It is almost impossible for the reader to avoid drawing tragic comparisons between today’s current conflicts and debates about how and if victory is even possible. Ironically, the United States did make substantial short-term progress in pacifying Binh Dinh, but it failed utterly at Vietnamizing the war, which made victory unattainable. Pursuing both at the same time was impossible. As a high-ranking US official wrote in 1970, “We have gone about as far as we can go in turning this country into an armed camp” (p. 289). This work could have done more to shed light on perspectives from the Vietnamese “camp,” but it does provide an excellent exploration of how Vietnamization and pacification coexisted uneasily in a challenging province in South Vietnam.

Note

[1]. LinkedIn profile, https://www.linkedin.com/in/kevin-boylan-538835128, accessed January 22, 2018.

Citation: Heather P. Venable. Review of Boylan, Kevin M., Losing Binh Dinh: The Failure of Pacification and Vietnamization, 1969-1971. H-War, H-Net Reviews. March, 2018.
URL: http://www.h-net.org/reviews/showrev.php?id=50993

This work is licensed under a Creative Commons Attribution-Noncommercial-No Derivative Works 3.0 United States License.

Nights of Fire: Kickstarter is done!

 

nights_of_fire_ks_stretch_goals_V2.1-step014

The Kickstarter campaign is over. And the final tally is: $87,821 !

Over three times the minimum $25,000 goal required to get this game produced at all… so I am gratified!

Final counts:

  • 167 people bought just Nights of Fire
  • 396 people bought Nights of Fire and the expansion pack (which includes 28 miniatures, two decks of cards for expansion of Nights (scenarios and leaders) and rules for play of the the campaign game)
  • 94 people bought the combined Days of Ire (reprint) and Nights of Fire package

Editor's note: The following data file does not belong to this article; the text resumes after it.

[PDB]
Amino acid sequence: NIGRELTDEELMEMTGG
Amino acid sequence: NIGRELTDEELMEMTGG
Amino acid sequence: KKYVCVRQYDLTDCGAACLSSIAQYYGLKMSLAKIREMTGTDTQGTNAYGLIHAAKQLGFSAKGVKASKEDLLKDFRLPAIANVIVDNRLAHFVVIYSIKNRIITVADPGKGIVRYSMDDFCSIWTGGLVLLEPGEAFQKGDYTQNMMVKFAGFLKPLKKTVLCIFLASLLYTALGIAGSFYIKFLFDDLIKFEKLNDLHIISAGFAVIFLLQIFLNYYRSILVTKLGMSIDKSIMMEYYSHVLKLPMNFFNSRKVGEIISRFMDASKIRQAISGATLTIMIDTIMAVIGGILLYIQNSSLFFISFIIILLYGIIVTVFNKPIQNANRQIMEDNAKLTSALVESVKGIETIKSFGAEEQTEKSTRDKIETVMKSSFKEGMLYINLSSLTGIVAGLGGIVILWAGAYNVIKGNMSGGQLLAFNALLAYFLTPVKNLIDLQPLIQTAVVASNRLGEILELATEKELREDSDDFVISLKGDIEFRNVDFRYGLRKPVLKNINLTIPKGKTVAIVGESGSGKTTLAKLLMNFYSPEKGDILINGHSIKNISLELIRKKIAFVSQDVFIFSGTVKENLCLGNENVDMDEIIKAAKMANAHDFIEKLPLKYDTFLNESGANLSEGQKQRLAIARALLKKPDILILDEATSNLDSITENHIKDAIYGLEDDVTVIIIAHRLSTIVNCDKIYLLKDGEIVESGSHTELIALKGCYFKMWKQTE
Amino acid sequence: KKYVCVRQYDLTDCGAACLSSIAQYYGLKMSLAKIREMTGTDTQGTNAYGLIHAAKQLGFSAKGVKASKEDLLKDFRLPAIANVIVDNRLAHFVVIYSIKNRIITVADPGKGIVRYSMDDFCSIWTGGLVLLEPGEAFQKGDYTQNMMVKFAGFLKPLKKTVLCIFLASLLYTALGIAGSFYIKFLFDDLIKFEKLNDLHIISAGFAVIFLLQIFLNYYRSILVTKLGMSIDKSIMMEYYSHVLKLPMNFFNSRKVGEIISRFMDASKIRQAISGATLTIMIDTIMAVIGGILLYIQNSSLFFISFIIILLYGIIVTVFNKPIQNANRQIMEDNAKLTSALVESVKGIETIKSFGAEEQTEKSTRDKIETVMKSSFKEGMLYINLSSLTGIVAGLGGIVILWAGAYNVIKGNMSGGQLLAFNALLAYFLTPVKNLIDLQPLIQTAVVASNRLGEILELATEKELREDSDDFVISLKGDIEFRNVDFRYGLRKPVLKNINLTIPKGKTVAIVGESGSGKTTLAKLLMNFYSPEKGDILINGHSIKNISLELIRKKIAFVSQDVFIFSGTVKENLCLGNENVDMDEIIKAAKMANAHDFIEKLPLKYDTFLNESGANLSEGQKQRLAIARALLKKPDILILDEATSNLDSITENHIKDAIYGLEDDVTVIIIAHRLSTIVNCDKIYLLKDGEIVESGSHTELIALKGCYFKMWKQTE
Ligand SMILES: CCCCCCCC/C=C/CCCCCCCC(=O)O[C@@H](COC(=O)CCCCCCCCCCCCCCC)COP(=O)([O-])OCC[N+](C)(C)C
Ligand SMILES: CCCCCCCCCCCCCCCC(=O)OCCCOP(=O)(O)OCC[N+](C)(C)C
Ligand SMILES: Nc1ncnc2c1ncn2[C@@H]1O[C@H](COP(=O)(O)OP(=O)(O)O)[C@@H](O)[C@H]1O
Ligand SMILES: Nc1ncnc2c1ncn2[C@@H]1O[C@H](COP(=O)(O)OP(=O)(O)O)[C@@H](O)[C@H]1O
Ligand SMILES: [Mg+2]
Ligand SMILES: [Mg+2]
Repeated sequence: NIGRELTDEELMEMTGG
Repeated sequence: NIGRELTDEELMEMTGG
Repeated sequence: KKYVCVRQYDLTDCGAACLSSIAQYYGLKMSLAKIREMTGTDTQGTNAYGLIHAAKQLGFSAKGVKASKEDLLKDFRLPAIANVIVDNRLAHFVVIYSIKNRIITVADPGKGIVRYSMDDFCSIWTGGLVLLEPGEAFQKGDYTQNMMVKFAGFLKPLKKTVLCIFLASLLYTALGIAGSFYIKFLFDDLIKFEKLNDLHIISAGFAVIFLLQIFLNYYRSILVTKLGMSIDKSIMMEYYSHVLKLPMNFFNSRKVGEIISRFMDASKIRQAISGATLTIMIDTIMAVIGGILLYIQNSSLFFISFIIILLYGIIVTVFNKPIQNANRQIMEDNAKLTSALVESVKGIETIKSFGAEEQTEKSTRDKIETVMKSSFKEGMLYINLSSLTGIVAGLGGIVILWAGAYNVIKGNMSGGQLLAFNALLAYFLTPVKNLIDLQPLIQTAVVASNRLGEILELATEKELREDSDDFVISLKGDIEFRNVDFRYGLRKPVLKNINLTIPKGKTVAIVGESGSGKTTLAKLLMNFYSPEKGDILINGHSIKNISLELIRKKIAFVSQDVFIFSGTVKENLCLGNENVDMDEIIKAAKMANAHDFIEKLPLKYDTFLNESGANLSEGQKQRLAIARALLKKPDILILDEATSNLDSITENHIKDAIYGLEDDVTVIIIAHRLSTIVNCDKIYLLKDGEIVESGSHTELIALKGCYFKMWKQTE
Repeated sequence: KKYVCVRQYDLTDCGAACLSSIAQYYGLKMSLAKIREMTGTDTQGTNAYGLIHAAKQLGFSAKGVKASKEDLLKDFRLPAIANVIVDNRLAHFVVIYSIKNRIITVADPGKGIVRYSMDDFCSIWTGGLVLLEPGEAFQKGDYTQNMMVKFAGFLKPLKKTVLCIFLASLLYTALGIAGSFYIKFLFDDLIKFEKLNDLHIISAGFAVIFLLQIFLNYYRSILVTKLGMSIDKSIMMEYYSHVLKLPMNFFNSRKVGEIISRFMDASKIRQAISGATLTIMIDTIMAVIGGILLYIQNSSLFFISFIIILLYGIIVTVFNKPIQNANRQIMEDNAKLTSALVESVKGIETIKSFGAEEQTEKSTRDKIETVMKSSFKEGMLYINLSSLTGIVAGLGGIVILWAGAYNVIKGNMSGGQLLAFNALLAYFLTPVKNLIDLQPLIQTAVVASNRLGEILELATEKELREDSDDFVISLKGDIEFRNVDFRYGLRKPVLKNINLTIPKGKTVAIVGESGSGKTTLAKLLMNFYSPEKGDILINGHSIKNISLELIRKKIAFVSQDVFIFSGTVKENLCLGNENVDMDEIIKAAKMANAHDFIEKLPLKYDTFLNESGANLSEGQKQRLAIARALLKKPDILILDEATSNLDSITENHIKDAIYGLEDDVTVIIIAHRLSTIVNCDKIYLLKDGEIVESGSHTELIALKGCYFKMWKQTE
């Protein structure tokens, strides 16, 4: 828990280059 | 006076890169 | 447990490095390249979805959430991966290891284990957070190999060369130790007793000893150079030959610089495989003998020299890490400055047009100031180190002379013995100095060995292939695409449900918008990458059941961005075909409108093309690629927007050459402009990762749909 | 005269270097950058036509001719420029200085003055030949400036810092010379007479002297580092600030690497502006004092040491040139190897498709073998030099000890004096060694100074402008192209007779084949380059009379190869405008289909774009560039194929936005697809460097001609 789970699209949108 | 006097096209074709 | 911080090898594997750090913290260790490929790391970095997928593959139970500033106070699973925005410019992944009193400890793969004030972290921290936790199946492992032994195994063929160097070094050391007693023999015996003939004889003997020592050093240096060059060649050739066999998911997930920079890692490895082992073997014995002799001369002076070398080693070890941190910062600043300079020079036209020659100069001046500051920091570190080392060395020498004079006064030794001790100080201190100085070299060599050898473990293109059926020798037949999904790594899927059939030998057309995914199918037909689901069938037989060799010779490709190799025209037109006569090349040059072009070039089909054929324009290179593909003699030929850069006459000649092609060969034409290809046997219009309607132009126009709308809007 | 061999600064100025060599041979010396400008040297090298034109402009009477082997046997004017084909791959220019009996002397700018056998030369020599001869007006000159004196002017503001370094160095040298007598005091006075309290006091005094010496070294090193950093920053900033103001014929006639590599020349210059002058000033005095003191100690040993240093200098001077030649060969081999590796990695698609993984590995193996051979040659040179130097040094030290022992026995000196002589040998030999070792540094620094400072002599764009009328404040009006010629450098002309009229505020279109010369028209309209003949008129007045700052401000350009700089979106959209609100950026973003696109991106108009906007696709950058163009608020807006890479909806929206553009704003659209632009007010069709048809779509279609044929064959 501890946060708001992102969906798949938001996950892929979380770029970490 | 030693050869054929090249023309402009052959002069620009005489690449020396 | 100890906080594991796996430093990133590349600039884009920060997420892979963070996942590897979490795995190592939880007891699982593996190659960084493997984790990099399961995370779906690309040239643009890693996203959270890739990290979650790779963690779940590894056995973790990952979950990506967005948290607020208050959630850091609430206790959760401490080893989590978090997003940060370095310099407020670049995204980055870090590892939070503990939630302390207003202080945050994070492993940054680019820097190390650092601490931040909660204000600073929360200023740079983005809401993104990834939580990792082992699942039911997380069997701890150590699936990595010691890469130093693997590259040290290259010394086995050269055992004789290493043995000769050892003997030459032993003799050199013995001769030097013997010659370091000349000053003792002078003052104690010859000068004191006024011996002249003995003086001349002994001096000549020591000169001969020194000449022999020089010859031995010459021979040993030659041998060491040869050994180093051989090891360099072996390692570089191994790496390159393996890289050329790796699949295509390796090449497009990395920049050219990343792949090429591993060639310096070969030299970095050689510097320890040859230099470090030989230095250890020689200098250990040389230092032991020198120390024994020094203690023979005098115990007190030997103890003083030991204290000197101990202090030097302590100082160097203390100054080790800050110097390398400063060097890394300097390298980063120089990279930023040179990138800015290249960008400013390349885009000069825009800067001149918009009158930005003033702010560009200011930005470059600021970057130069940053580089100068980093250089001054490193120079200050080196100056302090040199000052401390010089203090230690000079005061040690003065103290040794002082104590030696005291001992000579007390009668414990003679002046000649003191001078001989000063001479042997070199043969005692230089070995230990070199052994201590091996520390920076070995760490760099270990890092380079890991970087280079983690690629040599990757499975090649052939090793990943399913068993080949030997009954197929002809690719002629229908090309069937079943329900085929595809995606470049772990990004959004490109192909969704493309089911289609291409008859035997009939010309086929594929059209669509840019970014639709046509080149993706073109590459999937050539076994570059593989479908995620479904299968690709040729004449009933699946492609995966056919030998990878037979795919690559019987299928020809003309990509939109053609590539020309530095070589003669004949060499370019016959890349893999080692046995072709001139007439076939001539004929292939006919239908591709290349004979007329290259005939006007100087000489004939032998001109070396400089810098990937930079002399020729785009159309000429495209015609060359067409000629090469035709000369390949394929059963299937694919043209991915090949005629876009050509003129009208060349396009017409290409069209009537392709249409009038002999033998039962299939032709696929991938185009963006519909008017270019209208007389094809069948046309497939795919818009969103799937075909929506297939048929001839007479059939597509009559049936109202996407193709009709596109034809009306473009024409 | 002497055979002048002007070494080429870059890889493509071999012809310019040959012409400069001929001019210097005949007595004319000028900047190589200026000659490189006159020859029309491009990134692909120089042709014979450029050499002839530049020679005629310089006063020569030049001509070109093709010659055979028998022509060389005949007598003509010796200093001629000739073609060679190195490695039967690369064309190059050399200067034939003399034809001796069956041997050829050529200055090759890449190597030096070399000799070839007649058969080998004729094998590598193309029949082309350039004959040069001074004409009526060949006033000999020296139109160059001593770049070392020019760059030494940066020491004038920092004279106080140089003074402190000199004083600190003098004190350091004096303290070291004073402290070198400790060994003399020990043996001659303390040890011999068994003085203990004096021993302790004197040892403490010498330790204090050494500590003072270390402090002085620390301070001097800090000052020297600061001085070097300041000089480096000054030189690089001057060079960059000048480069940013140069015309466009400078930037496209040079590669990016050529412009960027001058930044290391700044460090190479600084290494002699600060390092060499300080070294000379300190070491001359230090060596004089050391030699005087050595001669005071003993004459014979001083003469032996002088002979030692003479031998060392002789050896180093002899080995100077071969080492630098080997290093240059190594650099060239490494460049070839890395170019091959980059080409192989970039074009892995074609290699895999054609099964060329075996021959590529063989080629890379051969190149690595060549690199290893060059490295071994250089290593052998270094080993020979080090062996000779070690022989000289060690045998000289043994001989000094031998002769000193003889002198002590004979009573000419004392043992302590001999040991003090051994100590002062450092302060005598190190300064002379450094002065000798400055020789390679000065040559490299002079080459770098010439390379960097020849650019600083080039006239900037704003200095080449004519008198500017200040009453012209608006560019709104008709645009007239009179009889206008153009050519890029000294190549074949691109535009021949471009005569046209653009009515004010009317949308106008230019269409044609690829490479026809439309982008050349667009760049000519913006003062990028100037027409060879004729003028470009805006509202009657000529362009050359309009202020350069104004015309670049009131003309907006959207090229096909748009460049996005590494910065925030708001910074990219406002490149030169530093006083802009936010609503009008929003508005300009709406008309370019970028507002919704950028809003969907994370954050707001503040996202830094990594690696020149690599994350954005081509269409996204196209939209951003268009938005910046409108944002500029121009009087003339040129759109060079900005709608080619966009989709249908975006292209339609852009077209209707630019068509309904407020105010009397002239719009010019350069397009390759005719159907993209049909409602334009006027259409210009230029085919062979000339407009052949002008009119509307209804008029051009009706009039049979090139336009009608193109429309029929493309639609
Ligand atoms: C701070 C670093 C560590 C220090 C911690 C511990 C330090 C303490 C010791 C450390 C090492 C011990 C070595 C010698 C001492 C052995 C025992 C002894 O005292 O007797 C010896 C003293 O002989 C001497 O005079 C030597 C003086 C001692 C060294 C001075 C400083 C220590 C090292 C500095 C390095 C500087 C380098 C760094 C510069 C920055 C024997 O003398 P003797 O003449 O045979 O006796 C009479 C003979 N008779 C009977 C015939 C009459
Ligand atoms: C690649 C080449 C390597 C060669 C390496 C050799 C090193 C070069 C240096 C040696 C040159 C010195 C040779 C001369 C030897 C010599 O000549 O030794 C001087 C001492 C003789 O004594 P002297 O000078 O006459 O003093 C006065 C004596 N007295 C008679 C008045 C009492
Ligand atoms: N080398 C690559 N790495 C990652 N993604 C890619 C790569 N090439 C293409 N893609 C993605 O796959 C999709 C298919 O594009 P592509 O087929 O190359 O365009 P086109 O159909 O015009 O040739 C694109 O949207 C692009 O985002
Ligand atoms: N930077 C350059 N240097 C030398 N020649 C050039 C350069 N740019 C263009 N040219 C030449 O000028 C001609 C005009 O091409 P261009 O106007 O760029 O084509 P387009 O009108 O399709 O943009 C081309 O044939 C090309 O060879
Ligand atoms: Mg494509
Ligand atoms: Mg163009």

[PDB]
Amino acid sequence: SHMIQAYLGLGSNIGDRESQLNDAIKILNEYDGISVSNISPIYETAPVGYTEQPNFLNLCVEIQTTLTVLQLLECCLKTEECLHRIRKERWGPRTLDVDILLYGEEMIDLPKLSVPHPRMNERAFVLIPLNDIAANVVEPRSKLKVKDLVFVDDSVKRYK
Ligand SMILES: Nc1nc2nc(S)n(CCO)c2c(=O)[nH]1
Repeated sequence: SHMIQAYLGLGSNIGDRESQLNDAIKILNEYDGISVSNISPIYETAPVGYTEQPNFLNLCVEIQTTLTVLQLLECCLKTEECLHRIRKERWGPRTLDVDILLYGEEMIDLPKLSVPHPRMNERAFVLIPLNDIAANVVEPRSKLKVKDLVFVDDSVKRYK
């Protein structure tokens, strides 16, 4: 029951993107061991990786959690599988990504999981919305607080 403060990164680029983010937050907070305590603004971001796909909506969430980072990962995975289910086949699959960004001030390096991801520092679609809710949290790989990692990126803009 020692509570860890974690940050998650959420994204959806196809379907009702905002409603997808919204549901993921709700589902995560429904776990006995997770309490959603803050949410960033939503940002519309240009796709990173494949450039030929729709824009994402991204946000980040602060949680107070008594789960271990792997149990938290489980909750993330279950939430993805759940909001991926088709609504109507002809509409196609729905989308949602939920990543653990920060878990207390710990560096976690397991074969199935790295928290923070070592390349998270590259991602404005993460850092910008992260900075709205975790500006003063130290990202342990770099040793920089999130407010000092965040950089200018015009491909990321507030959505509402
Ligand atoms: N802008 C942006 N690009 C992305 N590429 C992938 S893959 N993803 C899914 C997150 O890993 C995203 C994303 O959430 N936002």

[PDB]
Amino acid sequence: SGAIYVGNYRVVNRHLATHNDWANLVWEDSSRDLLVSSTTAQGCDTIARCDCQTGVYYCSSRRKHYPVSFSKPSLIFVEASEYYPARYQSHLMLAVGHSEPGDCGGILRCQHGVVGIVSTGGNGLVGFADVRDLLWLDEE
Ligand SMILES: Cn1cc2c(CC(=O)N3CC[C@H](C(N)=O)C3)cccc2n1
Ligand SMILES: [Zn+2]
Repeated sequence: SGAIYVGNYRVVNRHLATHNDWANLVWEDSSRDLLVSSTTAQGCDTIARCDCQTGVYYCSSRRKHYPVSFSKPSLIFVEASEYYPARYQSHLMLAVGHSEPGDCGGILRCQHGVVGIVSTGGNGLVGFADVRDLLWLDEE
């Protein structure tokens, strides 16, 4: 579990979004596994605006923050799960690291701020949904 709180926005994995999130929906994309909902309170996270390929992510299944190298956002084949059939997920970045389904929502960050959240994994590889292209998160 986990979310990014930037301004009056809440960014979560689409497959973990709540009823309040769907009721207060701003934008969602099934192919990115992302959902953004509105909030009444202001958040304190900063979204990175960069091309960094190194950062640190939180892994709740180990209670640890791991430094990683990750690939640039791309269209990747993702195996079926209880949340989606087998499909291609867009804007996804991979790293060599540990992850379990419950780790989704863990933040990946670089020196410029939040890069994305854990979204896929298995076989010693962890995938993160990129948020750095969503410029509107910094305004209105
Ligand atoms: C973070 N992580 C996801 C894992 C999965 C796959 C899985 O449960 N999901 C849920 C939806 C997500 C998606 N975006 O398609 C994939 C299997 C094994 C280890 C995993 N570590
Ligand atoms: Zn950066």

• 254 people bought the combined package with the expansion pack
  • 8 people bought something else – e.g. large group buy (thanks!)

So that’s about 900 copies at least that will be out in the wild… plus more for the retail trade, no idea of the production numbers.

Really nothing left to do now except review bits and pieces of stretch goals like new art bits for the Insurgent pieces… everything that has anything to do with the actual play of the game has long been written, arted-up and tested. Which is all I wanted to know.

If production goes well some copies will be in people’s hands (or at least for show) at the Essen game fair in October. However, to be sure, they are committing to a delivery date of March 2019 which will cover all exigencies.

If you backed this Kickstarter, good for you and many thanks!

If you didn’t, I hope you get a chance to buy or at least play it when it comes out! I think you will be pleased.

Site addition: Scenarios and Variants page

One thing I like to do, when I have the time and inspiration, is to write scenarios and variants for other peoples’ games. I think this is probably how many designers got started. Sometimes I write or revise items of my own work, too.

Anyway, today I created a page on this website for these items, moved over from my other older website. Have a look, there are items there for many old and new games!

Scenarios and Variants

Copyrights remain with the original creators or holders. No challenge is intended. The variant material is all created by me and is free for the downloader’s personal use, but I would appreciate name-checks and notifications of its use… motivates me to make more of these. Right?

I’d appreciate if you would send me any comments you may have, provided they are constructive and/or adulatory. (as always, I am not responsible if any of these files make your machine go **SPUNG**… though I don’t see how, they are all .docx and .pdf files)

NOTICE:

All material on this website, including all its subsidiary pages, that is written by me is made available through a Creative Commons license.

Creative Commons License
This work is licensed under a Creative Commons Attribution-NonCommercial-NoDerivs 3.0 Unported License.

Please contact me if you want to discuss other uses of the content.

Nights of Fire: 48 hours to go!

Nights of Fire - A sequel to Days of Ire -- Kicktraq Mini

Less than 48 hours left in the Kickstarter campaign for Nights of Fire!

At the time of writing, we’ve just broken the $70,000 barrier – nearly three times the initial $25,000 “all or nothing” point – but there are a couple of stretch goals left to crush.

Please back it now, if you’ve been thinking of doing so! Yes, at this point the game will be produced but if you back it now you will

  • get it before The Others
  • get a nicer product than otherwise
  • save yourself quite a few dollars!

Thanks!